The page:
SHM is participating in the ABIM Foundation’s Choosing Wisely Campaign (CWC).1 Launched earlier this year, the CWC aims to increase awareness about medical practices that may be of little or no benefit to patients. Presently, 26 physician organizations have teamed with the ABIM Foundation to each create a list of “five things physicians and patients should question.” In addition, Consumer Reports (the product ratings organization well known for grading the quality of such items as automobiles and vacuum cleaners) is coordinating the efforts of 11 consumer groups to advance the CWC agenda.
The CWC aims to highlight two pillars of healthcare reform that will receive enhanced attention in the near future: 1. Cost of care, and 2. Patient experience of care. Heretofore healthcare reform efforts have largely been focused on the quality and patient-safety movements. Equally important, however, to policymakers is affordability and care experience. By focusing on tests and procedures of questionable benefit, the CWC aims to directly address costly unnecessary treatment by encouraging care planning that incorporates patient preferences. This is necessary work because research suggests that physician decisions account for 80% of healthcare expenditures, while the tradition of patients entrusting their doctors with complete decision-making authority leads to care that they do not want.2
Choosing Wisely Begins with Medical Professionalism
In 2002, the ABIM Foundation collaborated with the American College of Physicians Foundation and the European Federation of Internal Medicine to jointly author “Medical Professionalism in the New Millennium: A Physician Charter.”3 The charter has since been endorsed by more than 130 organizations and triggered countless improvement initiatives to advance its fundamental principles of patient welfare, patient autonomy, and social justice.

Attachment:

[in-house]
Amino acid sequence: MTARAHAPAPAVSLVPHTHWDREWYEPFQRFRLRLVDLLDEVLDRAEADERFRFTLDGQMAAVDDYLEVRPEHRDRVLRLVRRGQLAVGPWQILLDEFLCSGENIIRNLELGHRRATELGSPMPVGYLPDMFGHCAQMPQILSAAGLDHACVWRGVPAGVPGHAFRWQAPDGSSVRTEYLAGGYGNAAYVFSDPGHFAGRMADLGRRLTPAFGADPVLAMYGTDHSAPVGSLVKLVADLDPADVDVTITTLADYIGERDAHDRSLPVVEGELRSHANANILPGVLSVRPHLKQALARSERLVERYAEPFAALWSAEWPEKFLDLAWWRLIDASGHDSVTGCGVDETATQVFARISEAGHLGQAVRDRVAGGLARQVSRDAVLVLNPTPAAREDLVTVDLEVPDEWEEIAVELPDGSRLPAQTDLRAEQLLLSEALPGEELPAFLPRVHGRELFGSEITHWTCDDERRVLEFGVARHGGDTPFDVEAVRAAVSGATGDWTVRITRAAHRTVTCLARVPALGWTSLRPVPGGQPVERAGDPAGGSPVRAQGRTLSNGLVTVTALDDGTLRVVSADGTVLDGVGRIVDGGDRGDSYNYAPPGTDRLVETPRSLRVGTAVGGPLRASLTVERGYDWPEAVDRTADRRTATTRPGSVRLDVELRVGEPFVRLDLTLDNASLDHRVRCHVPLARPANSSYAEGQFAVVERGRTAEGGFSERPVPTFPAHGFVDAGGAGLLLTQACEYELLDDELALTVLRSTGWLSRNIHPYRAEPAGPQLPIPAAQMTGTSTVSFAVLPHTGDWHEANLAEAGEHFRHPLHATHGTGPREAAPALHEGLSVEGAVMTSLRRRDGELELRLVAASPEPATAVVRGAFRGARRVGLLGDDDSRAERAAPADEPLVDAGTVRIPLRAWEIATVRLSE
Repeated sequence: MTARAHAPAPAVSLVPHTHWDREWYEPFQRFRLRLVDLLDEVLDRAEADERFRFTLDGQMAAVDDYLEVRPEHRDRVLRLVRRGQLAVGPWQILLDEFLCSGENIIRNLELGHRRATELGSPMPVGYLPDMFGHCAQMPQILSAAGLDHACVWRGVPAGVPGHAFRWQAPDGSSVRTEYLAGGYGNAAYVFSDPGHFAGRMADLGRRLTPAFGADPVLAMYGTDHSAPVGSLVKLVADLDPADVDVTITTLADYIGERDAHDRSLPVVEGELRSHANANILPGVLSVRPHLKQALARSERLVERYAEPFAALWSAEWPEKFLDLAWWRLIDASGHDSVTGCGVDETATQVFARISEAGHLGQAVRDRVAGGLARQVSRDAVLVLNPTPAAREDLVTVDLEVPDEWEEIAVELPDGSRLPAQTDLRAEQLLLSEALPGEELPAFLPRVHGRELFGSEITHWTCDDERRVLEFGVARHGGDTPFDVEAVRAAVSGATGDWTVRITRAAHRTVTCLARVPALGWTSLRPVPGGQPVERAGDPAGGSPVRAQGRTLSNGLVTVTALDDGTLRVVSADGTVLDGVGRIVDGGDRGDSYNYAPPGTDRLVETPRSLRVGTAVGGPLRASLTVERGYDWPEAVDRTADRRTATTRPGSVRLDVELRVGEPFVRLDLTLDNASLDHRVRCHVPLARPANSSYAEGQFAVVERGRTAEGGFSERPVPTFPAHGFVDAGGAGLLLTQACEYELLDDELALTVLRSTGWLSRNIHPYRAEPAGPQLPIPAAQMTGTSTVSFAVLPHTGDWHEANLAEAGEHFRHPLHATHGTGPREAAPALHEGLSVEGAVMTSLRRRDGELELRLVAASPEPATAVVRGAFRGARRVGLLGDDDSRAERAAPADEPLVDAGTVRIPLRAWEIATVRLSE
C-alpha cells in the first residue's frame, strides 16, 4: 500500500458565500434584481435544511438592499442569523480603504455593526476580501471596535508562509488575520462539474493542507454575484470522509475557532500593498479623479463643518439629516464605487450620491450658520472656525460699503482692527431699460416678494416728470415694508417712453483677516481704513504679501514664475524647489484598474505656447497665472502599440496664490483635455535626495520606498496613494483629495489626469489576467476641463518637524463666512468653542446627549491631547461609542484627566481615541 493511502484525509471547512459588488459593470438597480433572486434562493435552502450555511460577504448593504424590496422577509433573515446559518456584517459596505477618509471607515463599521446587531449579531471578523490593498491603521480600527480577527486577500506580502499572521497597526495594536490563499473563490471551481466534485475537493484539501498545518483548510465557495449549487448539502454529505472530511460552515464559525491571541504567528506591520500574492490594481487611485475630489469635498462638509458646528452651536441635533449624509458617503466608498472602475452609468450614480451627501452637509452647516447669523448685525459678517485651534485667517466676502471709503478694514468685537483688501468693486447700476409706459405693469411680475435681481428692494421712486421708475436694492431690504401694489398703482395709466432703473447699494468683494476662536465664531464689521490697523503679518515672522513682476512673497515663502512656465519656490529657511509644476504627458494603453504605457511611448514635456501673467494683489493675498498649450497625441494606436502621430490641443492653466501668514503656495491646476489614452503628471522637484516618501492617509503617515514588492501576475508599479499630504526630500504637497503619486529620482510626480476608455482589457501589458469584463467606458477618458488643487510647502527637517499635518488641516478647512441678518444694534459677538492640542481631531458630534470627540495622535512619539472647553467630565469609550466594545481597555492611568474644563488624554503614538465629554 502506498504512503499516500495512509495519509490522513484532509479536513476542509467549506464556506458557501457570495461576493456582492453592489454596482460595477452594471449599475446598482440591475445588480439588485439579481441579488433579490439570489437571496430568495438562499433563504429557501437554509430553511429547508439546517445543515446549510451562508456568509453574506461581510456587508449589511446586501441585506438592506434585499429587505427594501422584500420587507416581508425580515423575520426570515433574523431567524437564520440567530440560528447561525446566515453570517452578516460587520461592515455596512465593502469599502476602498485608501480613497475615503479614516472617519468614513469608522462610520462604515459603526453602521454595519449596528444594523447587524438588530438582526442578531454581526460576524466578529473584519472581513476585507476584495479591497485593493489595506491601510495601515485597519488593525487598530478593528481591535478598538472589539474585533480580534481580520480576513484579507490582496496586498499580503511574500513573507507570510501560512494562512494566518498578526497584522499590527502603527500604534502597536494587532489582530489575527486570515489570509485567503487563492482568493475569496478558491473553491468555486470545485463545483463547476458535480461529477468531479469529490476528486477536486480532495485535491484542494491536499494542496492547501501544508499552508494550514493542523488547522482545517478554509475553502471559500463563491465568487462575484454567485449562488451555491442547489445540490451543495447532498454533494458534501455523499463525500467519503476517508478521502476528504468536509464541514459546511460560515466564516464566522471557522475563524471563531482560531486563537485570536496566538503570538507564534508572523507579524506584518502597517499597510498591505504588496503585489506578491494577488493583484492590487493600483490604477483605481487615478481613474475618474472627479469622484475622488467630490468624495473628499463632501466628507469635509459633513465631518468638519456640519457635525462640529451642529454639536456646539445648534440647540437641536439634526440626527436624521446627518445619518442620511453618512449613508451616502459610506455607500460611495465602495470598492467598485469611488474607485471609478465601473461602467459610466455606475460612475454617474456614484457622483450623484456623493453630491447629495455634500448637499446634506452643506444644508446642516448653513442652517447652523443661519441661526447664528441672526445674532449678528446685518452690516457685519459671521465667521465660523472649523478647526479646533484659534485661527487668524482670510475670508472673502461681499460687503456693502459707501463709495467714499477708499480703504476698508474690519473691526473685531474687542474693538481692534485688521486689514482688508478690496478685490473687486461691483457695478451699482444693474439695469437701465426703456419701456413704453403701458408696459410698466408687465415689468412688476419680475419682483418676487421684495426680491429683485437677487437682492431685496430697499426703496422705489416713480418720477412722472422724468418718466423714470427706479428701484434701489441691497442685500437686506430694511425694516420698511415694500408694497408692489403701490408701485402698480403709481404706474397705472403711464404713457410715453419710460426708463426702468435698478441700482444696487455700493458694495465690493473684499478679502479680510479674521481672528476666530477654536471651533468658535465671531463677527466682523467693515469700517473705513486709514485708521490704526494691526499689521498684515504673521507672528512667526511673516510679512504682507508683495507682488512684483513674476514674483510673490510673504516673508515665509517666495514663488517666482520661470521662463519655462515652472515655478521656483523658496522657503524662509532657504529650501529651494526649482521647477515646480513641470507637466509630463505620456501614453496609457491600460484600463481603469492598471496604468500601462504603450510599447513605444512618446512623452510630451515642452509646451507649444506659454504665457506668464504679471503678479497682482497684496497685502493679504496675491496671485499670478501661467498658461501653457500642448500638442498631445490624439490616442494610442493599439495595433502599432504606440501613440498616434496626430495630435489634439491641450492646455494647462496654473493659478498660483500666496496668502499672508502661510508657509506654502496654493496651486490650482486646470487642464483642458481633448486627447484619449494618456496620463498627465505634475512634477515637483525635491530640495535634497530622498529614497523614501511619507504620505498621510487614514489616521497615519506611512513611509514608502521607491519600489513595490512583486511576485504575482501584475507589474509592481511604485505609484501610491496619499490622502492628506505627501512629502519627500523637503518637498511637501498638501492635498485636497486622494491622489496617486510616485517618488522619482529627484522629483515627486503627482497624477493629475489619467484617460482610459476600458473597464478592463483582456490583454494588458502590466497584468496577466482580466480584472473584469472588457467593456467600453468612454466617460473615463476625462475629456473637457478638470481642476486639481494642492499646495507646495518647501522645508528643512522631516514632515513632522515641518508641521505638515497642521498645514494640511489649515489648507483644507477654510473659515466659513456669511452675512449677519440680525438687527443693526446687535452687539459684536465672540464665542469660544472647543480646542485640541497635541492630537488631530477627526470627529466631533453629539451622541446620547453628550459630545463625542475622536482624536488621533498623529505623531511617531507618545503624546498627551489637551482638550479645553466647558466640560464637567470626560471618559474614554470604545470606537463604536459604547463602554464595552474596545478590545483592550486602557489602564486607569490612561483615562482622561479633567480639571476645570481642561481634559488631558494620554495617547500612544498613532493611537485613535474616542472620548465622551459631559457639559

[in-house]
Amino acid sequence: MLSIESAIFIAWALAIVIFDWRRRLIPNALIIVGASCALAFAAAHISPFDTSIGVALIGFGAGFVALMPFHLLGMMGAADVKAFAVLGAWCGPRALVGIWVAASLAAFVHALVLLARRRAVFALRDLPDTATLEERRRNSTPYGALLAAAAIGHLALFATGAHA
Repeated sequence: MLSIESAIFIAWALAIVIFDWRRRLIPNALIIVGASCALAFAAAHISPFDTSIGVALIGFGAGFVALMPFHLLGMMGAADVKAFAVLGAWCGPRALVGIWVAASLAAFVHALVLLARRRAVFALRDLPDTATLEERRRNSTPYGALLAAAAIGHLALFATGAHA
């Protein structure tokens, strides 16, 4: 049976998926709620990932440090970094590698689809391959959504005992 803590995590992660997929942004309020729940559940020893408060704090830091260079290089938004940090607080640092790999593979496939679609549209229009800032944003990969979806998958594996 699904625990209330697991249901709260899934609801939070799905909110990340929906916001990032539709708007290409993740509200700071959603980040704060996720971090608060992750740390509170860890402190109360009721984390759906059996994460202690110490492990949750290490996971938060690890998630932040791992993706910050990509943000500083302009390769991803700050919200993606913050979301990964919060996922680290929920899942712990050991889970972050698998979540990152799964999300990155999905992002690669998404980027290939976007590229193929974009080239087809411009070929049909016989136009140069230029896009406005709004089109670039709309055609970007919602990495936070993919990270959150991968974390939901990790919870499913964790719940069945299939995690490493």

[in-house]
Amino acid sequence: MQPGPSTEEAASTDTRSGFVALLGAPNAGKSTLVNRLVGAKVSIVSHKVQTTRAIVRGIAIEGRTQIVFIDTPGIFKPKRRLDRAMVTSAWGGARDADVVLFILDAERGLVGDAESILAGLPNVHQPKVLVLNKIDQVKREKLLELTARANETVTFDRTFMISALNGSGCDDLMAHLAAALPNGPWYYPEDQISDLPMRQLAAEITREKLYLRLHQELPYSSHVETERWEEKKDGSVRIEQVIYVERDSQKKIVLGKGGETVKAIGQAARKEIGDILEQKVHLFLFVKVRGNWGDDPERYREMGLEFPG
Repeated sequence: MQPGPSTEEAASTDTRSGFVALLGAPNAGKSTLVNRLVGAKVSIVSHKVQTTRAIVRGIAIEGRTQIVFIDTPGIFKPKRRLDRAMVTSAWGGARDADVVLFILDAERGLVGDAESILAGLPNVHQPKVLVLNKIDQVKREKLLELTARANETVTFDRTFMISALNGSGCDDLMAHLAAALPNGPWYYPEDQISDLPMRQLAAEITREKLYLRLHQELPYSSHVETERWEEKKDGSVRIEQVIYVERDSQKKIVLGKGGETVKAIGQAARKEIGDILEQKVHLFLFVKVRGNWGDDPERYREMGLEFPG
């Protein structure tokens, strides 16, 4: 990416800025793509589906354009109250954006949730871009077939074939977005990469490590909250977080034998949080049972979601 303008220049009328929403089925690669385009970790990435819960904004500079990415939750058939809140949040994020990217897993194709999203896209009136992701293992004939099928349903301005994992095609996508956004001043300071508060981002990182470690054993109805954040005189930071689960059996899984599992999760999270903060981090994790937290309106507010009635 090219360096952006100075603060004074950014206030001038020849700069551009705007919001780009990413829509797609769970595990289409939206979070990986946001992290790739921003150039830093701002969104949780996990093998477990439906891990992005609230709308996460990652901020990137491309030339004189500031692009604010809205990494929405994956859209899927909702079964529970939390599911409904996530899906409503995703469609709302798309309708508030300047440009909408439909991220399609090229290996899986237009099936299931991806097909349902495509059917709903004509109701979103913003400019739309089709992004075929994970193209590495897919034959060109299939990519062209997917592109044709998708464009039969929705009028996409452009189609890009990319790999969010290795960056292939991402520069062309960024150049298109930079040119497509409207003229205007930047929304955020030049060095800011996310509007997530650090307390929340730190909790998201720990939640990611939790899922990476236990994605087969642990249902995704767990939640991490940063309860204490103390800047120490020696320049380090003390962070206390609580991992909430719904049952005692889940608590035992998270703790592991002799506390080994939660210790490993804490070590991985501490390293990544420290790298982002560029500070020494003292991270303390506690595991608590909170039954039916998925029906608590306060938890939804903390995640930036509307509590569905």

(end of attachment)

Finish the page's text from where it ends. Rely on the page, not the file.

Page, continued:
Through project grant support, the ABIM Foundation is emphasizing two key Physician Charter commitments (see Table 1) to advance appropriate healthcare decision-making and encourage stewardship of healthcare resources. The CWC naturally augments this work by focusing on care affordability and decision-making through shared discussions between patients and providers.
SHM convened a workgroup of hospital medicine quality improvement experts led by John Bulger, DO, the chief quality officer at Geisinger Health System in Pennsylvania. This group solicited from SHM committee members 150 suggested tests and treatments that HM clinicians and their patients should question. After critical analysis, the list was narrowed to exclude suggestions already being advanced by the CWC while focusing on those that represent the largest opportunity for hospitalists to impact on affordability and patient experience.
The list was then submitted to SHM members for comment via survey, resulting in 11 recommended medical interventions that were subjected to comprehensive literature review. Workgroup members then rated these 11 interventions according to the following criteria: validity of supporting evidence, feasibility and degree of hospitalist impact, frequency of occurrence, and cost of occurrence.
Finally, the workgroup collaborated with the SHM board of directors to submit to the ABIM Foundation the ultimate list of “five things hospitalists and their patients should question.” Ricardo Quinonez, MD, at Baylor College of Medicine in Houston, Texas, led a similar process that generated a list of questionable practices in pediatric HM. It, too, was submitted to the ABIM Foundation.